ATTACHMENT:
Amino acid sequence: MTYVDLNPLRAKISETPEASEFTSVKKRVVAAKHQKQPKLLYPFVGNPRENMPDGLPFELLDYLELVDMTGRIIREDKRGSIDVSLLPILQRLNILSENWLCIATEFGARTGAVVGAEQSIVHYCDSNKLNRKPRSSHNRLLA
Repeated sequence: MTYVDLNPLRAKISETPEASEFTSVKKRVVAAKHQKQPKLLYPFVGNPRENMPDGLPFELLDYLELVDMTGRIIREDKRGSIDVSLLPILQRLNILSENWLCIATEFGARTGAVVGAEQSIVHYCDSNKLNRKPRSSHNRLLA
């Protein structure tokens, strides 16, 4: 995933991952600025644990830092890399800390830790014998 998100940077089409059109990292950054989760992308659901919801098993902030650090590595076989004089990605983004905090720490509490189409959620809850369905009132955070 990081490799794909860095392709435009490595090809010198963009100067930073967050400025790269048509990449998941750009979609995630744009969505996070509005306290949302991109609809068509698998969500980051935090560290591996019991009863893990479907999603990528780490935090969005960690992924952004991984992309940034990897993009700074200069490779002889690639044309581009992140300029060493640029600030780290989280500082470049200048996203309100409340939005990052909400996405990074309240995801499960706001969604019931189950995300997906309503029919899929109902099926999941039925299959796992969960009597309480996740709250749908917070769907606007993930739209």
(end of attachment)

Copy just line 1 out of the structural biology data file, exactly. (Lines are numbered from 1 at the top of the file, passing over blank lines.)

Amino acid sequence: MTYVDLNPLRAKISETPEASEFTSVKKRVVAAKHQKQPKLLYPFVGNPRENMPDGLPFELLDYLELVDMTGRIIREDKRGSIDVSLLPILQRLNILSENWLCIATEFGARTGAVVGAEQSIVHYCDSNKLNRKPRSSHNRLLA